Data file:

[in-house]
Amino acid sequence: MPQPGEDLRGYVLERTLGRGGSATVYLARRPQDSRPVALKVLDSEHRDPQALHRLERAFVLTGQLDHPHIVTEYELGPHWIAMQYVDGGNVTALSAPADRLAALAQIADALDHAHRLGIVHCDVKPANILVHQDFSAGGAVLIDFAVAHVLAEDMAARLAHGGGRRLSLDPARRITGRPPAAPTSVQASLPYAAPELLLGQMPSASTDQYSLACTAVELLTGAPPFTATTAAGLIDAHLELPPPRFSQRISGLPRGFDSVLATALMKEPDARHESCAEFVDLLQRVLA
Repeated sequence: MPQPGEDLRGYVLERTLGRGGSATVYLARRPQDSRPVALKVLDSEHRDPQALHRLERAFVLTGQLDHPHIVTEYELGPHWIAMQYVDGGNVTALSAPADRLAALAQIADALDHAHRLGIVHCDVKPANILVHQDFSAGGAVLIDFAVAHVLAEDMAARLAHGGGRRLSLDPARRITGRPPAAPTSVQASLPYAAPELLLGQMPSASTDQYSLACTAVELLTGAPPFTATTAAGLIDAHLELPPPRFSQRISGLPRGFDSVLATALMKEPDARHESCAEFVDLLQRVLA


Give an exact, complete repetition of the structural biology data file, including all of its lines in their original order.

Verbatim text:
[in-house]
Amino acid sequence: MPQPGEDLRGYVLERTLGRGGSATVYLARRPQDSRPVALKVLDSEHRDPQALHRLERAFVLTGQLDHPHIVTEYELGPHWIAMQYVDGGNVTALSAPADRLAALAQIADALDHAHRLGIVHCDVKPANILVHQDFSAGGAVLIDFAVAHVLAEDMAARLAHGGGRRLSLDPARRITGRPPAAPTSVQASLPYAAPELLLGQMPSASTDQYSLACTAVELLTGAPPFTATTAAGLIDAHLELPPPRFSQRISGLPRGFDSVLATALMKEPDARHESCAEFVDLLQRVLA
Repeated sequence: MPQPGEDLRGYVLERTLGRGGSATVYLARRPQDSRPVALKVLDSEHRDPQALHRLERAFVLTGQLDHPHIVTEYELGPHWIAMQYVDGGNVTALSAPADRLAALAQIADALDHAHRLGIVHCDVKPANILVHQDFSAGGAVLIDFAVAHVLAEDMAARLAHGGGRRLSLDPARRITGRPPAAPTSVQASLPYAAPELLLGQMPSASTDQYSLACTAVELLTGAPPFTATTAAGLIDAHLELPPPRFSQRISGLPRGFDSVLATALMKEPDARHESCAEFVDLLQRVLA